I don’t own anything as exotic as singing bowls, but I seemed to have developed an intimate relationship with a chair. My writing process is to curl my feet up in it with a fleece blanket. It’s tucked in the corner of a room where I have cultivated a quiet, private place. I use it for writing, reading and meditation, so it feels like somewhat of a sacred space. Even when I get to the editing stage and use the computer, I still go back and forth to my chair. This is the closest I come to a ritual, although I sometimes play music or light candles. In stark contrast, I also begin poems in noisy restaurants or on a park bench, wherever the inspiration strikes, but I usually like to retreat to my chair to finish them.
I definitely have to keep a small pad close at hand. There is one in my purse, one by the bed, and one in the car. I often write tidbits on the margins of the newspaper or on a napkin half-way through lunch. I have a mini-flashlight on my key ring, so I can jot a note during plays and movies. I scribble in the dark at 3:00 a.m. while still half dreaming. It’s often a challenge to read what I wrote the next morning. Being locked away without pen and paper would be the worst torture I could think of for a writer.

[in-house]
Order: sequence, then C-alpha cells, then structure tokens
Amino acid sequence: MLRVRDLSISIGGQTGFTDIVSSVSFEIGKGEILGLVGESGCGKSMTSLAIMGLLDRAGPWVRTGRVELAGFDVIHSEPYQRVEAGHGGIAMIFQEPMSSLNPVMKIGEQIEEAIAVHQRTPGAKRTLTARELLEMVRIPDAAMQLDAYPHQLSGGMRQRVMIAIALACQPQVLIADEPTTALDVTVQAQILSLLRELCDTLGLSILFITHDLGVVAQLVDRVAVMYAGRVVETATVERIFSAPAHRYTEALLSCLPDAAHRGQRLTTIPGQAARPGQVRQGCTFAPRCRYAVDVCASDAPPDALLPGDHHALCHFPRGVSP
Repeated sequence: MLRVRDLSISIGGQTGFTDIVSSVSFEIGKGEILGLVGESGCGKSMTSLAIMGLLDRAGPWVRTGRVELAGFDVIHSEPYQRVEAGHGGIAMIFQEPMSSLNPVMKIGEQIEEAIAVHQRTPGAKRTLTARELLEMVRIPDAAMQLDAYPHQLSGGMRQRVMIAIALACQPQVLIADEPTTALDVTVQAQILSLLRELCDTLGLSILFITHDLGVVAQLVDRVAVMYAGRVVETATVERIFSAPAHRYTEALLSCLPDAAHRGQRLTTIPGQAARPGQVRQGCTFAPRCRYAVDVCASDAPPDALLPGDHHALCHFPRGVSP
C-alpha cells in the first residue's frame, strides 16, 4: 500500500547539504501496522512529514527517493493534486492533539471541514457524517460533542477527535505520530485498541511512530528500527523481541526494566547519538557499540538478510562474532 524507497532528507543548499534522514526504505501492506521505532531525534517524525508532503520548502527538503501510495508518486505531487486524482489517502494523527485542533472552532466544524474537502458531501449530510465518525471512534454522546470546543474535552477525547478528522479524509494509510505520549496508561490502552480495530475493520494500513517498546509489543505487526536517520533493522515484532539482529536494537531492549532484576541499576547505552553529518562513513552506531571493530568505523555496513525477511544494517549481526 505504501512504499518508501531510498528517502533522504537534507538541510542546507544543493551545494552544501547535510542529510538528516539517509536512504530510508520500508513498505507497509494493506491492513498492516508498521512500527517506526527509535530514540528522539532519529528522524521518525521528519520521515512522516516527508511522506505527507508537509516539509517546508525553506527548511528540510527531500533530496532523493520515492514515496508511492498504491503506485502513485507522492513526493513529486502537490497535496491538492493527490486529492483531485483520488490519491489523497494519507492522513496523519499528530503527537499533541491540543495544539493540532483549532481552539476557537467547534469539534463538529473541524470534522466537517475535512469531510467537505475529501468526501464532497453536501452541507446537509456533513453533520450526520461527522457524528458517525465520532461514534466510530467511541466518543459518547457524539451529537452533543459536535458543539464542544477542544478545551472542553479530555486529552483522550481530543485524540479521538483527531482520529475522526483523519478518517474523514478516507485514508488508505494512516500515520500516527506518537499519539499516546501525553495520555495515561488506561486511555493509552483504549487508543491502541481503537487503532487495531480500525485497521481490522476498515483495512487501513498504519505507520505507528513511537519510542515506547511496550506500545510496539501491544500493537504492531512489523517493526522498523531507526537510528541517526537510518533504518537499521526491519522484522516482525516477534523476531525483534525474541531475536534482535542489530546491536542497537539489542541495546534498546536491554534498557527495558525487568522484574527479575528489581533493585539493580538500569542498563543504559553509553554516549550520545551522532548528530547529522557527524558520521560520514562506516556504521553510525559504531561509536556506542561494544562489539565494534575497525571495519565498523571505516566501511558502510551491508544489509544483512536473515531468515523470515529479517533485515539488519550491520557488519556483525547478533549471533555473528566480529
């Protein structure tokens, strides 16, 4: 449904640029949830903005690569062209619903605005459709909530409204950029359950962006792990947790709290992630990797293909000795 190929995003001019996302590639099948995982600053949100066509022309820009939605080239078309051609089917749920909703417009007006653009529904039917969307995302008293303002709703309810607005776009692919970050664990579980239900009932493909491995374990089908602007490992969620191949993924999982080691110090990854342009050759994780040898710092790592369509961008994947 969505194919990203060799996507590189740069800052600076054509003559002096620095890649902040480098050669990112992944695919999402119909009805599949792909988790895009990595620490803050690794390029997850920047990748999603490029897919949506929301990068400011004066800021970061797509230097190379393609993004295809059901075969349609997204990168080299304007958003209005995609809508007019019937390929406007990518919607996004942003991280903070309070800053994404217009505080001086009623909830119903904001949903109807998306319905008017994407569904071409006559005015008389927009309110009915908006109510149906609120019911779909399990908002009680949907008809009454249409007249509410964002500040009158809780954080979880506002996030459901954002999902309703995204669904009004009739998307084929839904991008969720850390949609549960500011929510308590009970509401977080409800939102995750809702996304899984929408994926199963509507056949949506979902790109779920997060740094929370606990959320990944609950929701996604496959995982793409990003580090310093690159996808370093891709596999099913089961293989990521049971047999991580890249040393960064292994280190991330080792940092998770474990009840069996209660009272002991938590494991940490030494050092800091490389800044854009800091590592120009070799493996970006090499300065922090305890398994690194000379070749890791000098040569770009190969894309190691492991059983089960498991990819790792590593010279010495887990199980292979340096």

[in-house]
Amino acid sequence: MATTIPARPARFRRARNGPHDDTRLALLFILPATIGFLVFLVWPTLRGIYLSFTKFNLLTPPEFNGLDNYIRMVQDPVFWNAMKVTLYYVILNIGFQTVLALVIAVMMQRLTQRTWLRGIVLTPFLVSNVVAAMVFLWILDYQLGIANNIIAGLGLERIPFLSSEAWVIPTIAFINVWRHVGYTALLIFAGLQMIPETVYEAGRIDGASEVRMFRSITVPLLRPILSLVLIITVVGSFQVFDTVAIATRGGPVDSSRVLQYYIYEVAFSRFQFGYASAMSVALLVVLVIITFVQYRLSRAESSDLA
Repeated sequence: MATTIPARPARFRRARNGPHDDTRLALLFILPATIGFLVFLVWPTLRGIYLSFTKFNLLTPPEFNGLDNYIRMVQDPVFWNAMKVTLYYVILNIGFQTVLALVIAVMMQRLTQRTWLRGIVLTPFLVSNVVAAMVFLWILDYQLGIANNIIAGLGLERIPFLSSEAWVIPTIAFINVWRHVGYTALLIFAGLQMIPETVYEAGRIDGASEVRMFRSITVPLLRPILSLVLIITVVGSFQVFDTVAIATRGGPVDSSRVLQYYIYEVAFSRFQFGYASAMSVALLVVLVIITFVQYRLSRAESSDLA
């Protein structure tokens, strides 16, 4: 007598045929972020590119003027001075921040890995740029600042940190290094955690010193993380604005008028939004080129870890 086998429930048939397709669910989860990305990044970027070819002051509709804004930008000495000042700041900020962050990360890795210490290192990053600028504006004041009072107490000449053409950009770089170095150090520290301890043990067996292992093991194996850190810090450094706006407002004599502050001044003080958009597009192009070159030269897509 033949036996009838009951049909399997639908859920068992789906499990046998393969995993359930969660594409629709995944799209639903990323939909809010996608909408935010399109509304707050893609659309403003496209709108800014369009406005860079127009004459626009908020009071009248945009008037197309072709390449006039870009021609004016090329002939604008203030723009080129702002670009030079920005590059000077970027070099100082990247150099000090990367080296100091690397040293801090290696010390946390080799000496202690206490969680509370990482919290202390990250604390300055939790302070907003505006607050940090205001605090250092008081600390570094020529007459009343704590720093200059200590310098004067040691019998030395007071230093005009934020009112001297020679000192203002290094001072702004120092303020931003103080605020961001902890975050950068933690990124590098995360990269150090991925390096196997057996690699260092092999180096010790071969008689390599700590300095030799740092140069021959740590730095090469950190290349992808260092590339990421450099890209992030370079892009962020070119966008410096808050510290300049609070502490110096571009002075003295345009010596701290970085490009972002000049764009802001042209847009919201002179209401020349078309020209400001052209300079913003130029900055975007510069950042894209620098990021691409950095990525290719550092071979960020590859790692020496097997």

You use a lot of different themes in DIRT SANDWICH, religion and family in particular. Is there a particular subject that inspires you more than others?

My work seems to reflect where I am at any particular moment in life. I needed to write the family poems after losing my parents and two brothers to death. The newer poems are still discovering how impermanent we are in this brief life. I also like to muse over our shared imperfections. Humans, like treasured creations of art, become more beautiful and interesting because of their cracks and scratches.

Since I reviewed "How to Forgive," could you expand on your notion of forgiveness as a circular process and the poem's use of punctuation to alter word choice?